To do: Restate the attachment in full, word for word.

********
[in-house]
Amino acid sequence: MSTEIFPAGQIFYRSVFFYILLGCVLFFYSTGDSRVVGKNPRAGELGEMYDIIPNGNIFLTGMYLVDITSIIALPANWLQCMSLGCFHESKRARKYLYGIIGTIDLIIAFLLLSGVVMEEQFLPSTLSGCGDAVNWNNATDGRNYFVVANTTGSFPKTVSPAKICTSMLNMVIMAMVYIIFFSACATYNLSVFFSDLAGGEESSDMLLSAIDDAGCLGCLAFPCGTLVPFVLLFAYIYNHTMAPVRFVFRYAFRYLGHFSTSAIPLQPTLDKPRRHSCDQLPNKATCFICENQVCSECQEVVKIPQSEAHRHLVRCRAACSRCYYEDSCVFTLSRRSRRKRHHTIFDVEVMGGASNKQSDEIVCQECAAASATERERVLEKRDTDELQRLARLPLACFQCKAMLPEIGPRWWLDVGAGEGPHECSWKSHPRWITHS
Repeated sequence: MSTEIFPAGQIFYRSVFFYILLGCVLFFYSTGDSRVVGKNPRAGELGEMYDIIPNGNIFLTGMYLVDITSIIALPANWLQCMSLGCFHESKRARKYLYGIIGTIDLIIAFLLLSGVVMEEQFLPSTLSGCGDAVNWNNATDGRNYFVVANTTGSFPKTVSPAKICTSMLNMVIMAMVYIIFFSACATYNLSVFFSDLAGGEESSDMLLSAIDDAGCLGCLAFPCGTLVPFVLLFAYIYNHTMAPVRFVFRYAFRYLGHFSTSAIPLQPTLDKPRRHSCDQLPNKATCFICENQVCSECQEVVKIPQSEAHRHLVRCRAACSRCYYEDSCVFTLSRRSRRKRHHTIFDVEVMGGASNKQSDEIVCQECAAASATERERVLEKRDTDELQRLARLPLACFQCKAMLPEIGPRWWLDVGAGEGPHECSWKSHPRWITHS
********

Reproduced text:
[in-house]
Amino acid sequence: MSTEIFPAGQIFYRSVFFYILLGCVLFFYSTGDSRVVGKNPRAGELGEMYDIIPNGNIFLTGMYLVDITSIIALPANWLQCMSLGCFHESKRARKYLYGIIGTIDLIIAFLLLSGVVMEEQFLPSTLSGCGDAVNWNNATDGRNYFVVANTTGSFPKTVSPAKICTSMLNMVIMAMVYIIFFSACATYNLSVFFSDLAGGEESSDMLLSAIDDAGCLGCLAFPCGTLVPFVLLFAYIYNHTMAPVRFVFRYAFRYLGHFSTSAIPLQPTLDKPRRHSCDQLPNKATCFICENQVCSECQEVVKIPQSEAHRHLVRCRAACSRCYYEDSCVFTLSRRSRRKRHHTIFDVEVMGGASNKQSDEIVCQECAAASATERERVLEKRDTDELQRLARLPLACFQCKAMLPEIGPRWWLDVGAGEGPHECSWKSHPRWITHS
Repeated sequence: MSTEIFPAGQIFYRSVFFYILLGCVLFFYSTGDSRVVGKNPRAGELGEMYDIIPNGNIFLTGMYLVDITSIIALPANWLQCMSLGCFHESKRARKYLYGIIGTIDLIIAFLLLSGVVMEEQFLPSTLSGCGDAVNWNNATDGRNYFVVANTTGSFPKTVSPAKICTSMLNMVIMAMVYIIFFSACATYNLSVFFSDLAGGEESSDMLLSAIDDAGCLGCLAFPCGTLVPFVLLFAYIYNHTMAPVRFVFRYAFRYLGHFSTSAIPLQPTLDKPRRHSCDQLPNKATCFICENQVCSECQEVVKIPQSEAHRHLVRCRAACSRCYYEDSCVFTLSRRSRRKRHHTIFDVEVMGGASNKQSDEIVCQECAAASATERERVLEKRDTDELQRLARLPLACFQCKAMLPEIGPRWWLDVGAGEGPHECSWKSHPRWITHS